Finnair cabin crews have planned a two-week strike if the airline tries to impose permanent pay cuts that might result in average flight attendant wages falling by as much as 6%.
On Monday, the Automobile and Transport Workers Union gave the airline’s negotiating team a strike notice.
Cabin crews plan to strike between 5 a.m. on February 22 and 5 a.m. on March 8, with only two weeks to avoid a walkout.
The strike is scheduled to take place during the half-term holiday in Finland and the rest of Europe. The ACP union issued a statement saying, “The situation is sad, and the ACP regrets the inconvenience to travelers.”
“However, the cuts in pay and working conditions required by Finnair are so unreasonable that they cannot be accepted. We have no choice but to defend the membership through a labour struggle,” commented ACP president Ismo Kokko.
The union has been in talks with Finnair over a new cabin staff collective agreement since the beginning of December, but the talks ended in early February with little progress.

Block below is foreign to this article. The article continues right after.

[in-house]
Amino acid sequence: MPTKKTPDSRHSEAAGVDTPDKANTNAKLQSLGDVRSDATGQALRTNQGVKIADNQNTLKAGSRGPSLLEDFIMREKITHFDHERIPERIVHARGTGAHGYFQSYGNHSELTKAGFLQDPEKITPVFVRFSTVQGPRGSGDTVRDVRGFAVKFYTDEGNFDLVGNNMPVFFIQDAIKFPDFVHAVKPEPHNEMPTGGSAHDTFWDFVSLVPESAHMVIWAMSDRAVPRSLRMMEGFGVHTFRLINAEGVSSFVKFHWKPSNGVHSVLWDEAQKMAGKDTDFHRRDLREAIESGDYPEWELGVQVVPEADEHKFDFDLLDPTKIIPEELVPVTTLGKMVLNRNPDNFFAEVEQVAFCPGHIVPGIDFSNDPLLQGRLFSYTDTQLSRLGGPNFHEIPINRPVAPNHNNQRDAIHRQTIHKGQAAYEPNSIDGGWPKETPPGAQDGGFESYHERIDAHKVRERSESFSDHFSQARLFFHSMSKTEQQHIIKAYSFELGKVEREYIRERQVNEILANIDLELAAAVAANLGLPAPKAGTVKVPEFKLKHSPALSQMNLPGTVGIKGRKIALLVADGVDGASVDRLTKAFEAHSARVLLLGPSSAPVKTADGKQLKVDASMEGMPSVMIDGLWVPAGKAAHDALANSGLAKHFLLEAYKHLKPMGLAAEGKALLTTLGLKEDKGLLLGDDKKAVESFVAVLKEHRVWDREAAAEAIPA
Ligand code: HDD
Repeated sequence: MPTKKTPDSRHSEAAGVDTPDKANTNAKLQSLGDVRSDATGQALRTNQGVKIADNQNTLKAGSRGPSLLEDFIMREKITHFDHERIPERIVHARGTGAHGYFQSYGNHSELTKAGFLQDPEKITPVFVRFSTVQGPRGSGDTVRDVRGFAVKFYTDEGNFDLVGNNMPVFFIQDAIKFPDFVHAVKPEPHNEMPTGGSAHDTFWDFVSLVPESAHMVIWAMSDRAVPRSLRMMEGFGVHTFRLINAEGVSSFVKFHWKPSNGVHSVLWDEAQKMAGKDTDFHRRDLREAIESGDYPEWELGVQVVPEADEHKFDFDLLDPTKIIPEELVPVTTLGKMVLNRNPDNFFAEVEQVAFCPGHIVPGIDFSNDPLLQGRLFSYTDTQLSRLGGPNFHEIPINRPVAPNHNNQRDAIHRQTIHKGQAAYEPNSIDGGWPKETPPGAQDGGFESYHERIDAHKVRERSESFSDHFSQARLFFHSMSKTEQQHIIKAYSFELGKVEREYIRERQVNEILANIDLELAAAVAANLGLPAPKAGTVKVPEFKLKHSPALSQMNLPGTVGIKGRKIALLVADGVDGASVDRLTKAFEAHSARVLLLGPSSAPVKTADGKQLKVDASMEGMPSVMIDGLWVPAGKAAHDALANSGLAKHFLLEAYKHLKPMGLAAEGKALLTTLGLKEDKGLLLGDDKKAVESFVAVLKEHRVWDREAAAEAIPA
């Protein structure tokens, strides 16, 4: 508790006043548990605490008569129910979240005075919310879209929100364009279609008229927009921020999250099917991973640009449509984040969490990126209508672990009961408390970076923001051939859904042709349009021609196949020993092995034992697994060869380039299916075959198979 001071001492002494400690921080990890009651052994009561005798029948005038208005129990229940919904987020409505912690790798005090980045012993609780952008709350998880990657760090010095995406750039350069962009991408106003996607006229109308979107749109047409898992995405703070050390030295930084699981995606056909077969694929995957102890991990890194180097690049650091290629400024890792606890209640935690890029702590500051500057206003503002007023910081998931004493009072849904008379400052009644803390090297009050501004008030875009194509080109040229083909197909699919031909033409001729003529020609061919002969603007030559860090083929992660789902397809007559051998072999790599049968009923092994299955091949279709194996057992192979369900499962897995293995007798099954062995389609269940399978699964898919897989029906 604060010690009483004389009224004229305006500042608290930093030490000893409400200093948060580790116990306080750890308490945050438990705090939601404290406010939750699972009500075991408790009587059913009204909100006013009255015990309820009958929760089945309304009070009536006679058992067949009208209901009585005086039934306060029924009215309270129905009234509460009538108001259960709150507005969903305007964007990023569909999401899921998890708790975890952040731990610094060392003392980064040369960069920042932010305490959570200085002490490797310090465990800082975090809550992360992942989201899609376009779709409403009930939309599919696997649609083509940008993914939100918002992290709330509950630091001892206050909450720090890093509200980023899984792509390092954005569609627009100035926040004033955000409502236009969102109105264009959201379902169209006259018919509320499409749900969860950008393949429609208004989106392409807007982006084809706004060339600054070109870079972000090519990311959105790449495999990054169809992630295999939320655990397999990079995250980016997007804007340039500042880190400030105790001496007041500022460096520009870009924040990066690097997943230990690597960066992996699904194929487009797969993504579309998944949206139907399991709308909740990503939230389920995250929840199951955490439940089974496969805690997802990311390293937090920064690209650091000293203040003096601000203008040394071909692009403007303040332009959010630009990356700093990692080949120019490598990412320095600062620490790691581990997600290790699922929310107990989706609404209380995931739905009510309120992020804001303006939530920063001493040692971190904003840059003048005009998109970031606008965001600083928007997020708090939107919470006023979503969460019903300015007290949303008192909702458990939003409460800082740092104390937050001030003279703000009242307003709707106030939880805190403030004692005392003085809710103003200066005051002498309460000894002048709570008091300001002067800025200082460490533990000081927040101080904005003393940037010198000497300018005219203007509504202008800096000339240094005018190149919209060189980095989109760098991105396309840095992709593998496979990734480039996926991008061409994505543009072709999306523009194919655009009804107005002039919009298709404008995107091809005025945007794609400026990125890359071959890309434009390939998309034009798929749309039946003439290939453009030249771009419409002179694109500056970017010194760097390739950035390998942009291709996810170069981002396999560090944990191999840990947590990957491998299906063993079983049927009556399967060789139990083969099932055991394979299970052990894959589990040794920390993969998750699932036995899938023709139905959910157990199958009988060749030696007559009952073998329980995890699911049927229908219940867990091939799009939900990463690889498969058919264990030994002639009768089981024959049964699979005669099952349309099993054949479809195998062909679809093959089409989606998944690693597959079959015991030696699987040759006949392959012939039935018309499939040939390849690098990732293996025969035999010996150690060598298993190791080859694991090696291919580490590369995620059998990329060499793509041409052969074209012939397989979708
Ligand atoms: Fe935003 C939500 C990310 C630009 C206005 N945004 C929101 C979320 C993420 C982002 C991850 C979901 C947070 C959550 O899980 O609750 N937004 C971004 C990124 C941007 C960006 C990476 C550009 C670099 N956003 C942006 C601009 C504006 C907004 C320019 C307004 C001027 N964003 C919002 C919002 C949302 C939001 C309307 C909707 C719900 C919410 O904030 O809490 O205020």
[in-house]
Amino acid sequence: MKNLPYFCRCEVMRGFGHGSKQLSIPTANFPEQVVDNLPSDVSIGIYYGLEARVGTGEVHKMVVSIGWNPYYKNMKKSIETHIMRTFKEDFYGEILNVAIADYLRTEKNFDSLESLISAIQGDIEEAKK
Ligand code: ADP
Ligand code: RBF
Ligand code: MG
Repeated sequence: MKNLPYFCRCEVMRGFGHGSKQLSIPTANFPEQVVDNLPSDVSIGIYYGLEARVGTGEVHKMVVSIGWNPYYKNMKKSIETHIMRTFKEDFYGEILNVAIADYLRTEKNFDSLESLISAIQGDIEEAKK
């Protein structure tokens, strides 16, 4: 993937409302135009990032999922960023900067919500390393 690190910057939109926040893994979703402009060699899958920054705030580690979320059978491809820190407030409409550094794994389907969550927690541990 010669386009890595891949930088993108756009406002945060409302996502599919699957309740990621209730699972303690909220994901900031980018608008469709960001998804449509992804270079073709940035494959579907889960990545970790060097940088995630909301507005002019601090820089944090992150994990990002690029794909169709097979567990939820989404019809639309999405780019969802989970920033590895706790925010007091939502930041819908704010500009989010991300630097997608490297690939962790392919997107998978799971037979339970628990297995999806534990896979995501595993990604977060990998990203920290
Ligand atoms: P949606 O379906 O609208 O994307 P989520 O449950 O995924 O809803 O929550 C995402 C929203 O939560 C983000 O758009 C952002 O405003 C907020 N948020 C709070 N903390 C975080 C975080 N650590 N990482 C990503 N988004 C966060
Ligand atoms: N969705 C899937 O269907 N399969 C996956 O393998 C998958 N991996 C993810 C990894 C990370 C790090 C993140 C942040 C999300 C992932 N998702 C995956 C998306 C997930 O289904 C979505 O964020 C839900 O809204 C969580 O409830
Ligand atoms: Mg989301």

Finnair has requested 5.1 million euros in annual savings from cabin crew wages, which the union believes to represent a 6% pay decrease on average.
Cabin crew members claim they can’t make ends meet on airline pay alone and are compelled to take second or even third jobs. As a result of the epidemic, the great majority of Finnair cabin crew members have been temporarily laid off.
The ACP acknowledges that COVID-19 has harmed airlines, but feels Finnair is attempting to impose permanent cuts under the guise of the epidemic.
On Thursday, Finnair will debut a much-anticipated new long-haul cabin, with a new Business Class seat and the airline’s first-ever Premium Economy service. However, anticipated industrial action may overshadow the great unveiling.